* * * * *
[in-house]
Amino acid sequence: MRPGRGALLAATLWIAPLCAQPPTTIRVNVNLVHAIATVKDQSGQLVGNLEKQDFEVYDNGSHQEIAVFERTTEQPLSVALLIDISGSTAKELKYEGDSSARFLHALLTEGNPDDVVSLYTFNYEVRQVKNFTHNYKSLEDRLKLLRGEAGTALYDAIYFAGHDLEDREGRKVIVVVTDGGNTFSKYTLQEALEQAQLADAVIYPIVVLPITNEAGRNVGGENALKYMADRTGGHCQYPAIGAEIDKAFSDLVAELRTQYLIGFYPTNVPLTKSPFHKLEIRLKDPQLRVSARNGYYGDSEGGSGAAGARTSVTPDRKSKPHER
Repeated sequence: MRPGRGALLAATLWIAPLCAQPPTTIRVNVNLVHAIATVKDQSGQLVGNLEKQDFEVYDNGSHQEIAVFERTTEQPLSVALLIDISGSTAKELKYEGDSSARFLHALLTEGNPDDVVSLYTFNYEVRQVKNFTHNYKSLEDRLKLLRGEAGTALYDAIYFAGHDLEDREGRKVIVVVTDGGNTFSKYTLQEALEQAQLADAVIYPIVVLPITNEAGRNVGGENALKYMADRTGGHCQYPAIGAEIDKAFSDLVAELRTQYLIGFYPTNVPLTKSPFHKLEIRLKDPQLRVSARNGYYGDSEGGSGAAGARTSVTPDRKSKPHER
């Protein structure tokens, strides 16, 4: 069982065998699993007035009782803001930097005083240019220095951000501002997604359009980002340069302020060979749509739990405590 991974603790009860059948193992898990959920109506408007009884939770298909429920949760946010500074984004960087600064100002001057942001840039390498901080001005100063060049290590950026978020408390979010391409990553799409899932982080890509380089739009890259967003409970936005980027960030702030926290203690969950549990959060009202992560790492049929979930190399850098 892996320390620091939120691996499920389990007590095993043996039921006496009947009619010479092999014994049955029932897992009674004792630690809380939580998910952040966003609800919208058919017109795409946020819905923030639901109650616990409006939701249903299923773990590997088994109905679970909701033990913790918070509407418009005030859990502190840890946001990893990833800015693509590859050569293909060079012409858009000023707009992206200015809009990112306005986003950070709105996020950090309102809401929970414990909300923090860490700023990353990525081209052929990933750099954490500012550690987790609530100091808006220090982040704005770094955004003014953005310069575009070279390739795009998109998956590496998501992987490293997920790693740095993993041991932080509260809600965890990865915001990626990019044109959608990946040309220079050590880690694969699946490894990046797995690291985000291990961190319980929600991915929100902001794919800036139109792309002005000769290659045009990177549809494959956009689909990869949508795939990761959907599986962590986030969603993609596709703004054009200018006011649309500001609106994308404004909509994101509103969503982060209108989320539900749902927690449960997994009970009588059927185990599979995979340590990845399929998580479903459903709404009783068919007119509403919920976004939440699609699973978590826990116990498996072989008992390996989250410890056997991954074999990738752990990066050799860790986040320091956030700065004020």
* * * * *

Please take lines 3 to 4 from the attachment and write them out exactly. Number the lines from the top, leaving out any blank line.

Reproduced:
Repeated sequence: MRPGRGALLAATLWIAPLCAQPPTTIRVNVNLVHAIATVKDQSGQLVGNLEKQDFEVYDNGSHQEIAVFERTTEQPLSVALLIDISGSTAKELKYEGDSSARFLHALLTEGNPDDVVSLYTFNYEVRQVKNFTHNYKSLEDRLKLLRGEAGTALYDAIYFAGHDLEDREGRKVIVVVTDGGNTFSKYTLQEALEQAQLADAVIYPIVVLPITNEAGRNVGGENALKYMADRTGGHCQYPAIGAEIDKAFSDLVAELRTQYLIGFYPTNVPLTKSPFHKLEIRLKDPQLRVSARNGYYGDSEGGSGAAGARTSVTPDRKSKPHER
């Protein structure tokens, strides 16, 4: 069982065998699993007035009782803001930097005083240019220095951000501002997604359009980002340069302020060979749509739990405590 991974603790009860059948193992898990959920109506408007009884939770298909429920949760946010500074984004960087600064100002001057942001840039390498901080001005100063060049290590950026978020408390979010391409990553799409899932982080890509380089739009890259967003409970936005980027960030702030926290203690969950549990959060009202992560790492049929979930190399850098 892996320390620091939120691996499920389990007590095993043996039921006496009947009619010479092999014994049955029932897992009674004792630690809380939580998910952040966003609800919208058919017109795409946020819905923030639901109650616990409006939701249903299923773990590997088994109905679970909701033990913790918070509407418009005030859990502190840890946001990893990833800015693509590859050569293909060079012409858009000023707009992206200015809009990112306005986003950070709105996020950090309102809401929970414990909300923090860490700023990353990525081209052929990933750099954490500012550690987790609530100091808006220090982040704005770094955004003014953005310069575009070279390739795009998109998956590496998501992987490293997920790693740095993993041991932080509260809600965890990865915001990626990019044109959608990946040309220079050590880690694969699946490894990046797995690291985000291990961190319980929600991915929100902001794919800036139109792309002005000769290659045009990177549809494959956009689909990869949508795939990761959907599986962590986030969603993609596709703004054009200018006011649309500001609106994308404004909509994101509103969503982060209108989320539900749902927690449960997994009970009588059927185990599979995979340590990845399929998580479903459903709404009783068919007119509403919920976004939440699609699973978590826990116990498996072989008992390996989250410890056997991954074999990738752990990066050799860790986040320091956030700065004020």